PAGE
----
We’re six weeks into our UK and Europe trip, so we’ve decided it’s time to keep things fairly close to home.
When we’re travelling for longer periods of time, Christina and I have to watch for burn out. It can happen so easily, and all it takes is budgeting some time to relax and not move around too much.
This week, we’re getting back to nature with some berry picking at a nearby fruit farm, a walk through the fields of East Anglia to get to a little hidden gem of a pub and I’m getting my tackle out for a spot of fishing!
We hope you enjoy this chilled out Weekly Edition.
Cheers – Jim & Christina xx
Around this time of year in the UK, finding farms that offer a pick-your-own service aren’t hard to find. But choosing ones that have good crops and good prices can be tricky.
Thankfully, the village of Boxted on the Essex/Suffolk border is home to McClaughlin’s Fruit Farm, which ticks both fruit boxes… or should that be punnets? Sorry.
At McClaughlin’s, you collect your container (they offer biodegradable ones for free or plastic ones at a cost) then head into the fields to find the finest fruit.
On the way to the orchards, there are signs to deter consumption of the berries you pick pre-purchase. It says two berries, but the staff are lovely here.
I think as long as you’re not being silly about it and turning up at the farm shop with bright red smudges all round your mouth and clearly fatter than when you started, you’ll be ok.
Not that we intend to eat more than two berries each of course!
This is the first time Christina’s picked berries like this. She’s pretty excited. Raspberries are incredibly expensive in Sydney and the quality’s never that great.
Being able to take them straight from the bush is probably something we tend to take for granted in the UK.
We found someone who is probably trying her best to eat the two-berry limit but probably won’t make it!
This ladybird is having the best time ever on this delicious-looking raspberry.
This afternoon, the six of us – our friends Clare and Dave plus their two excellent dogs, and Christina and I – are off to the pub.
It’s the perfect evening for a good beer garden, and where we’re going is one of the best. Got to get there first though…
It’s a lovely walk through fields and along the famed English hedgerows to this particular pub. The distance justifies the beer we’re about to indulge in!
The pub we’re heading to is the Beehive on the eastern edge of Colchester. It’s one of those great pubs that still has a sense of humour and keeps its beer really well.
I love this sign they have up at the bar.
We’re all very impressed with the food here too. Out in the beer garden, we’re fending off the dogs as we plough into our dinners. The steak pie, chips, peas, carrots and cabbage is about as classic a pub plate as you can think of. And it’s all made in house.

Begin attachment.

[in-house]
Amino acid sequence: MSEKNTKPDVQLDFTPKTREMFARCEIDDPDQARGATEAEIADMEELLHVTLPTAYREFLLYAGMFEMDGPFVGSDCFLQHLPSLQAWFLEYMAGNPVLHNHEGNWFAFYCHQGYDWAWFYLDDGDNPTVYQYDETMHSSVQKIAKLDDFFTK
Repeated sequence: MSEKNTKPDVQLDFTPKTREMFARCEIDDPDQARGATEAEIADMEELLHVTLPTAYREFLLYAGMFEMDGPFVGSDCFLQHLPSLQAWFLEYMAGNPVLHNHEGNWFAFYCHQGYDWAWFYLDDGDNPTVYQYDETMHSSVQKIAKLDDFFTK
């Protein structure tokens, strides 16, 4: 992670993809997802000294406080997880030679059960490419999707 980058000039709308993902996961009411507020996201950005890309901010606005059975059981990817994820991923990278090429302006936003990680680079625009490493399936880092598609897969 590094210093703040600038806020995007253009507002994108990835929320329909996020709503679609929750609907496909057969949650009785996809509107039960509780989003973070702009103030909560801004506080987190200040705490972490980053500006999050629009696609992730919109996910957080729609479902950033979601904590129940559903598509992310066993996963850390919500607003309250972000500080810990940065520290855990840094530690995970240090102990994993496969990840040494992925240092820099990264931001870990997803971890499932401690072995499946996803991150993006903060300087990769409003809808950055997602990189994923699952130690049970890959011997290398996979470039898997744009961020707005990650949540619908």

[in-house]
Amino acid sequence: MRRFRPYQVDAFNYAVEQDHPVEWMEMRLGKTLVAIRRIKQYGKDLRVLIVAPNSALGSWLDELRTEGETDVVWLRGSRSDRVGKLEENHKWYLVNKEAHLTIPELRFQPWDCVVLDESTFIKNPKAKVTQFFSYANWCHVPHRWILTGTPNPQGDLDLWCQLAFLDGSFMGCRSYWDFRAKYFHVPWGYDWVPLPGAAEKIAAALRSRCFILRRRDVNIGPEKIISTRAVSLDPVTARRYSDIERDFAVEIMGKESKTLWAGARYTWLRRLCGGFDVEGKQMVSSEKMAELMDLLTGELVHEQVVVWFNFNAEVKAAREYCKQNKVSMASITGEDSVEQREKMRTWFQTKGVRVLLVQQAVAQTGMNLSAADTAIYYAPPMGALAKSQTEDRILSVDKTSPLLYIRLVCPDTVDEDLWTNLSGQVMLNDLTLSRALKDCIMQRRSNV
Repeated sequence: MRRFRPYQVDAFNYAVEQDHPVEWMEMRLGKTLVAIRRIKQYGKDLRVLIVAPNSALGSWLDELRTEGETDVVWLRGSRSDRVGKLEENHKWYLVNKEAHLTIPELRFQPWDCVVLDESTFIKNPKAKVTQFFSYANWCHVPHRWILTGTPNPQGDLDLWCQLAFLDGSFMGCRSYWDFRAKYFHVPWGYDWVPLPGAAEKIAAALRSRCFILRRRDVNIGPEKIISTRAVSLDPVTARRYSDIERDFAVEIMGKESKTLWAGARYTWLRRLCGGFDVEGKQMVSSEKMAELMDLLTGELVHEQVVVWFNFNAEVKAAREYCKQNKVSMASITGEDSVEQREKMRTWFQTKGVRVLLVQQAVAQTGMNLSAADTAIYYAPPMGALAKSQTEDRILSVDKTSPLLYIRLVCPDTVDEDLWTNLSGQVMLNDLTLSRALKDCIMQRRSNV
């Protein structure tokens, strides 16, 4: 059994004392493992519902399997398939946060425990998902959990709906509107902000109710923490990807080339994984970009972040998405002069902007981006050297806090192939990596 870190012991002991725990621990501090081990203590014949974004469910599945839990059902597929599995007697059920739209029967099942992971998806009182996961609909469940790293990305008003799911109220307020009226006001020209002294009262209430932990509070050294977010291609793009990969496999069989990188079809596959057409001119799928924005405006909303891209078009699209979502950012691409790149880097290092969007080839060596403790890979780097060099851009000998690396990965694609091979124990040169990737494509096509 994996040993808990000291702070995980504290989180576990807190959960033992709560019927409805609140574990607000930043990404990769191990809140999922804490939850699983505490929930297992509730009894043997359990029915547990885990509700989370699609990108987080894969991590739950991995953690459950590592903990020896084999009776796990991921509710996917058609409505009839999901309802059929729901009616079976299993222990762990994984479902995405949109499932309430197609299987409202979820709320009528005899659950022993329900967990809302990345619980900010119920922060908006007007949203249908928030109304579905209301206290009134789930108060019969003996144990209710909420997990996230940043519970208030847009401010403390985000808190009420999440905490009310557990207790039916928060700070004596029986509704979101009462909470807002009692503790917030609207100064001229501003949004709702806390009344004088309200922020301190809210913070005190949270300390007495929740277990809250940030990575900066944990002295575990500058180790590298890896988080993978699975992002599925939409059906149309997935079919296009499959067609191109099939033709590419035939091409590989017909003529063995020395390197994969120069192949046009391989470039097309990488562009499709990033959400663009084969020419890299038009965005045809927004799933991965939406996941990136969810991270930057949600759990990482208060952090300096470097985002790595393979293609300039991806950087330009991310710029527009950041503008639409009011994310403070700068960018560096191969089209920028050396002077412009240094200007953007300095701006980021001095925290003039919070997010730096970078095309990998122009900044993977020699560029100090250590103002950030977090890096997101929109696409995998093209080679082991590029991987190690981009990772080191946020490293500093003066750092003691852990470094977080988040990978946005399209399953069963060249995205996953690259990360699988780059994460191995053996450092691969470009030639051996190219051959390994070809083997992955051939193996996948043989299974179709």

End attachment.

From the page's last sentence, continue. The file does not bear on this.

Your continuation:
Dave has the sense to ask for extra gravy, which is thick and delicious, though I think this photo’s about as English as it comes with the Colman’s mustard pot in the background.
Christina took this amazing shot – the sun flair is coming from the shine of Dave’s knife as he gets stuck into his pie.
I think we’ll be back here before the trip’s over!
This morning, I’ve popped into Colchester with my mum and dad to help with their current phone woes. Dad managed to drop his brand new mobile in the lake on a recent fishing trip and Mum had hers run over in a car park.
Thankfully all’s sorted now though, and we’re in Tymperley’s for a coffee stop. This beautiful cafe restaurant is through an archway and is part of this amazing Tudor house.
It’s warm enough to sit outside for our drink, and it looks like we’re not the only people with this good idea.
Service here at Tymperley’s is really stand-out. Friendly, fast and attentive. The coffee’s pretty good too.
We move on, feeling enlivened by the caffeine and stroll around town. Finally we come to rest in another cafe round the corner. Cafe Twenty-One has a very European feel – especially in its little leafy courtyard.
Service here is also excellent, though the food is an added trump card. Dad and I have the halloumi burger, which really hits the spot. Love the little chipped potatoes too.
Tonight I’m staying at Mum and Dad’s for an early start in the morning. They have an amazing bird feeder setup in their garden that attracts so much wildlife. I’ve set my GoPro up on the fence to try and get some close-ups.
This one of an adult and adolescent goldfinch on one of the feeders is our favourite.
Mum tempted me over with promises of ‘picky bits’ and a film – just like when I was a kid. But ‘picky bits’ has turned into this! We’re using tonight as an opportunity to road test some of the snacks for an upcoming family barbecue.
I didn’t know we had this many people in our family!
It’s not too much of an early start this morning, but it’s early enough!
Dad and I are here for a day’s fishing. The lakes around Suffolk are absolutely stunning – especially on days like today – and brimming with fish. Let’s see if we can get some.
It’s a pretty good day’s work – though this is course fishing, which means everything we catch, we put back. plus I don’t think any of those are big enough to eat anyway!
It’s a lovely way for Dad and I to spend some quality time together. Love it.
I come home to the smell of Dave cooking up a storm – or whatever storm is in Spanish. The paella pan we bought Clare and Dave last year was the best and most savvy present I think we’ve ever thought of.
We are absolutely reaping the rewards!
I hope you’ve enjoyed this Weekly Edition and are feeling as chilled out as we are!
Cheers – Jim & Christina xx